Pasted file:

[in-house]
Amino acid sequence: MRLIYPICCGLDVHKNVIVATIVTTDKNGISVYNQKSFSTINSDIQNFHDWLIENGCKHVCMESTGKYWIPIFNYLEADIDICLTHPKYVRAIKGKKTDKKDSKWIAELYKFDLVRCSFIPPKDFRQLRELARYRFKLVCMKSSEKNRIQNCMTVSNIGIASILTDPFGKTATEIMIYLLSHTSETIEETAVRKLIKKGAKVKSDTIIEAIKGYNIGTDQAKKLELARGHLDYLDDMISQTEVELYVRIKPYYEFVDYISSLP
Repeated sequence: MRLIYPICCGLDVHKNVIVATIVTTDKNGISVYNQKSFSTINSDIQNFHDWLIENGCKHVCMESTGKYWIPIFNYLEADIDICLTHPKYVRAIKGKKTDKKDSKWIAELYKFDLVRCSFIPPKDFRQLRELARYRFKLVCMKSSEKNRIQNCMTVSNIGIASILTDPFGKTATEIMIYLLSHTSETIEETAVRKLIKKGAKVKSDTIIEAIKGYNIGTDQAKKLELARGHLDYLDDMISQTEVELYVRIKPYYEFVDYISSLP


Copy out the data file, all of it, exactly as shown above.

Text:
[in-house]
Amino acid sequence: MRLIYPICCGLDVHKNVIVATIVTTDKNGISVYNQKSFSTINSDIQNFHDWLIENGCKHVCMESTGKYWIPIFNYLEADIDICLTHPKYVRAIKGKKTDKKDSKWIAELYKFDLVRCSFIPPKDFRQLRELARYRFKLVCMKSSEKNRIQNCMTVSNIGIASILTDPFGKTATEIMIYLLSHTSETIEETAVRKLIKKGAKVKSDTIIEAIKGYNIGTDQAKKLELARGHLDYLDDMISQTEVELYVRIKPYYEFVDYISSLP
Repeated sequence: MRLIYPICCGLDVHKNVIVATIVTTDKNGISVYNQKSFSTINSDIQNFHDWLIENGCKHVCMESTGKYWIPIFNYLEADIDICLTHPKYVRAIKGKKTDKKDSKWIAELYKFDLVRCSFIPPKDFRQLRELARYRFKLVCMKSSEKNRIQNCMTVSNIGIASILTDPFGKTATEIMIYLLSHTSETIEETAVRKLIKKGAKVKSDTIIEAIKGYNIGTDQAKKLELARGHLDYLDDMISQTEVELYVRIKPYYEFVDYISSLP